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: Sarah Kennedy

: Ken Bruce

: Jeremy Vine


: Steve Wright

: Chris Evans

: The Mother Church of Country Music: the Ryman Auditorium

To mark last night's annual Country Music Association Awards, Bob Harris explores the Nashville building that defines country. Built by born-again hell-raising steamboat captain Tom Ryman and opened in 1892 as the Union Gospel Tabernacle, Ryman Auditorium (as it is now called) became the home of the Grand Ole Opry in 1943. Between then and the Opry's departure in 1974, the venue played host to Hank Williams, Johnny Cash, Patsy Cline, Dolly Parton, Elvis Presley and others. Following decades of disuse, interest in the building surged following its 1992 use by Emmylou Harris, Tony Bennett, Neil Young and Coldplay have all performed in the refurbished landmark.


Presenter: Bob Harris
Producer: Al Booth

: Mark Radcliffe and Stuart Maconie

Rock banter.

: The Comedy Hour: The Blagger's Guide To....Jazz

New series. 1/6. Decidedly droll and not quite reverential music enthusiast David Quantick tackles jazz, with comically constructed and occasionally fabricated explanations of the American genre, starting with Duke Ellington, the saxophone and bop.


Unknown: David Quantick
Producer: Simon Poole

: Alan Carr's Comedy Outings

1/6. A scripted comedy-clip show, tonight involving a hen night.

: Suzi Quatro

US radio oldies.

: Janice Long

Coventry indie act Senses perform.

: Alex Lester

About this project

This site contains the BBC listings information which the BBC printed in Radio Times between 1923 and 2009. You can search the site for BBC programmes, people, dates and Radio Times editions.

We hope it helps you find information about that long forgotten BBC programme, research a particular person or browse your own involvement with the BBC.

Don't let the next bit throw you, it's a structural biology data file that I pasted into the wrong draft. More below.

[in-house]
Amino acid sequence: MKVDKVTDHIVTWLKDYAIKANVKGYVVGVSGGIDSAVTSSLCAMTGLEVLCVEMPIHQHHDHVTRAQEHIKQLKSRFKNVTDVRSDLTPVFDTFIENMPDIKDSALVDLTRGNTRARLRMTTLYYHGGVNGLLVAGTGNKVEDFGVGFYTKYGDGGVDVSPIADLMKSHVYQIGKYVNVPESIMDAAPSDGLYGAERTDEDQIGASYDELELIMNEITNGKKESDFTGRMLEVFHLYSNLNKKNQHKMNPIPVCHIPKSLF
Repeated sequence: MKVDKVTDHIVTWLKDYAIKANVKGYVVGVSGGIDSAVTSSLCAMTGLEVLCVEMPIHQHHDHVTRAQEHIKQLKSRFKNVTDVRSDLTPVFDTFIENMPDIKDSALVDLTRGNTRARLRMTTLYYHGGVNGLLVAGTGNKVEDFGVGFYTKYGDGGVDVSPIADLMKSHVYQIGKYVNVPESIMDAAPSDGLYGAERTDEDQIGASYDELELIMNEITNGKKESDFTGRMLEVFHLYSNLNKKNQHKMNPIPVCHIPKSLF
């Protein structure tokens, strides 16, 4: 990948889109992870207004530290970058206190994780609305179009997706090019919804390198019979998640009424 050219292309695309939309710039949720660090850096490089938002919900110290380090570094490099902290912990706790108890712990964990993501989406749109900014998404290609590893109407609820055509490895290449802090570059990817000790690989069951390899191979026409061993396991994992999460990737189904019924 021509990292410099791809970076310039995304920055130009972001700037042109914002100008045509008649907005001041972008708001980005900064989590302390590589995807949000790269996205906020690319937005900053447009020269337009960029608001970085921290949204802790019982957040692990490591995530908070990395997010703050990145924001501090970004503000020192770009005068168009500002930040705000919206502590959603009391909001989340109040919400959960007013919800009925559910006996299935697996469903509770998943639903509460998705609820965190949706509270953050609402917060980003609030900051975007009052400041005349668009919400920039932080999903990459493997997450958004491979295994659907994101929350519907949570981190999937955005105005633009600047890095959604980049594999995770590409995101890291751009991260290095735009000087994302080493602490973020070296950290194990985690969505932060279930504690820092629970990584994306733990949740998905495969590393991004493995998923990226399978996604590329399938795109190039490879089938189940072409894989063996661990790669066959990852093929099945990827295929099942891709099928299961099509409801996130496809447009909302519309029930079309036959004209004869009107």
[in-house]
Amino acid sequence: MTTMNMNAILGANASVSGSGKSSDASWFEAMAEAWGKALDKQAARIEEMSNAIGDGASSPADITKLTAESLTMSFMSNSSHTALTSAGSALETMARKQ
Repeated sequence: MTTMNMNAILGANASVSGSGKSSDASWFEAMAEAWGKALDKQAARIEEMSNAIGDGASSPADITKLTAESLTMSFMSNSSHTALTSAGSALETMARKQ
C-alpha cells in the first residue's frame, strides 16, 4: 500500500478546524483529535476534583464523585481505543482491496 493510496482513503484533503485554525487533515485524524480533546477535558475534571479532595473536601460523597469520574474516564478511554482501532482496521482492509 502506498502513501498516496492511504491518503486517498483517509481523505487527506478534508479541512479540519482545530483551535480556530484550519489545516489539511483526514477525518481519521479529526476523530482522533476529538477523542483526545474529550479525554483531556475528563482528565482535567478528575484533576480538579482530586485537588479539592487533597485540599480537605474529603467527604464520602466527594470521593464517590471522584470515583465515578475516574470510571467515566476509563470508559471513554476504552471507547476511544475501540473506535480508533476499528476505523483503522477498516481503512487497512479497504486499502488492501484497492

Through the listings, you will also be able to use the Genome search function to find thousands of radio and TV programmes that are already available to view or listen to on the BBC website.

There are more than 5 million programme listings in Genome. This is a historical record of the planned output and the BBC services of any given time. It should be viewed in this context and with the understanding that it reflects the attitudes and standards of its time - not those of today.

To read scans of the Radio Times magazines from the 1920s, 30s, 40s and 50s, you can navigate by issue.

Welcome to BBC Genome

Genome is a digitised version of the Radio Times from 1923 to 2009 and is made available for internal research purposes only. You will need to obtain the relevant third party permissions for any use, including use in programmes, online etc.

This internal version of Genome, which includes all the magazine covers, images and articles as well as the programme listings from the Radio Times, is different to the version of BBC Genome that is available externally/to the public. It is only available inside the BBC network.

Your use of this version of Genome is covered by the BBC Acceptable Use of Information Systems Policy and these terms.

BBC Guidance

This historical record contains material which some might find offensive
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